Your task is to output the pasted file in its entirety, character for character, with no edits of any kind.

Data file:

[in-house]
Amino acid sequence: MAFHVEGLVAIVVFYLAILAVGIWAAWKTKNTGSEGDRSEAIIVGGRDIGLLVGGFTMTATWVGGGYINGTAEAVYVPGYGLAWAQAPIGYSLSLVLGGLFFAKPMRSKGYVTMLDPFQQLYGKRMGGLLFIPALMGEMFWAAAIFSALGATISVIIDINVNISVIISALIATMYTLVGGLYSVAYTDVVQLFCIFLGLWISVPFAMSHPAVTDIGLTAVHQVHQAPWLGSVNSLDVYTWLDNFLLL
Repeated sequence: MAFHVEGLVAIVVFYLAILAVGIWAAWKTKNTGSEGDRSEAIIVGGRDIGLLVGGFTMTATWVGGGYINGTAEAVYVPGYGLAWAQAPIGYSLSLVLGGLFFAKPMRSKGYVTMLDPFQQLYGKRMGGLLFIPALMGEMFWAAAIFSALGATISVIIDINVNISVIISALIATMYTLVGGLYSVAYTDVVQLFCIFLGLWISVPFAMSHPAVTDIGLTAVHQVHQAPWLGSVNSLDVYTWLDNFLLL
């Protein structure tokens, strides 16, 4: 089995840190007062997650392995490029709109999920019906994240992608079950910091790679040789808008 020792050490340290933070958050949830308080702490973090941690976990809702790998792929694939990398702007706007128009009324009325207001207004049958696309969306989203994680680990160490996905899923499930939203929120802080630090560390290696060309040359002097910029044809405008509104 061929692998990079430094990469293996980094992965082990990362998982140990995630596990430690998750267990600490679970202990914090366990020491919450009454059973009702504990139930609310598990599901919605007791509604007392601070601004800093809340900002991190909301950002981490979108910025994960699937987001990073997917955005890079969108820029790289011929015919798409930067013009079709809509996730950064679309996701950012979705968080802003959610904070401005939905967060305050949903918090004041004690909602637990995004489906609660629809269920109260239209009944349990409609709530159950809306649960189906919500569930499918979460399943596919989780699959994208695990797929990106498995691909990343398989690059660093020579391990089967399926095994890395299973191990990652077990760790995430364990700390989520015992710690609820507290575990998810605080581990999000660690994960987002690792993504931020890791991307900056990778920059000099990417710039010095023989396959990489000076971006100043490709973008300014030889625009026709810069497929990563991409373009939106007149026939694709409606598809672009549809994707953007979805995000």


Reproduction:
[in-house]
Amino acid sequence: MAFHVEGLVAIVVFYLAILAVGIWAAWKTKNTGSEGDRSEAIIVGGRDIGLLVGGFTMTATWVGGGYINGTAEAVYVPGYGLAWAQAPIGYSLSLVLGGLFFAKPMRSKGYVTMLDPFQQLYGKRMGGLLFIPALMGEMFWAAAIFSALGATISVIIDINVNISVIISALIATMYTLVGGLYSVAYTDVVQLFCIFLGLWISVPFAMSHPAVTDIGLTAVHQVHQAPWLGSVNSLDVYTWLDNFLLL
Repeated sequence: MAFHVEGLVAIVVFYLAILAVGIWAAWKTKNTGSEGDRSEAIIVGGRDIGLLVGGFTMTATWVGGGYINGTAEAVYVPGYGLAWAQAPIGYSLSLVLGGLFFAKPMRSKGYVTMLDPFQQLYGKRMGGLLFIPALMGEMFWAAAIFSALGATISVIIDINVNISVIISALIATMYTLVGGLYSVAYTDVVQLFCIFLGLWISVPFAMSHPAVTDIGLTAVHQVHQAPWLGSVNSLDVYTWLDNFLLL
């Protein structure tokens, strides 16, 4: 089995840190007062997650392995490029709109999920019906994240992608079950910091790679040789808008 020792050490340290933070958050949830308080702490973090941690976990809702790998792929694939990398702007706007128009009324009325207001207004049958696309969306989203994680680990160490996905899923499930939203929120802080630090560390290696060309040359002097910029044809405008509104 061929692998990079430094990469293996980094992965082990990362998982140990995630596990430690998750267990600490679970202990914090366990020491919450009454059973009702504990139930609310598990599901919605007791509604007392601070601004800093809340900002991190909301950002981490979108910025994960699937987001990073997917955005890079969108820029790289011929015919798409930067013009079709809509996730950064679309996701950012979705968080802003959610904070401005939905967060305050949903918090004041004690909602637990995004489906609660629809269920109260239209009944349990409609709530159950809306649960189906919500569930499918979460399943596919989780699959994208695990797929990106498995691909990343398989690059660093020579391990089967399926095994890395299973191990990652077990760790995430364990700390989520015992710690609820507290575990998810605080581990999000660690994960987002690792993504931020890791991307900056990778920059000099990417710039010095023989396959990489000076971006100043490709973008300014030889625009026709810069497929990563991409373009939106007149026939694709409606598809672009549809994707953007979805995000």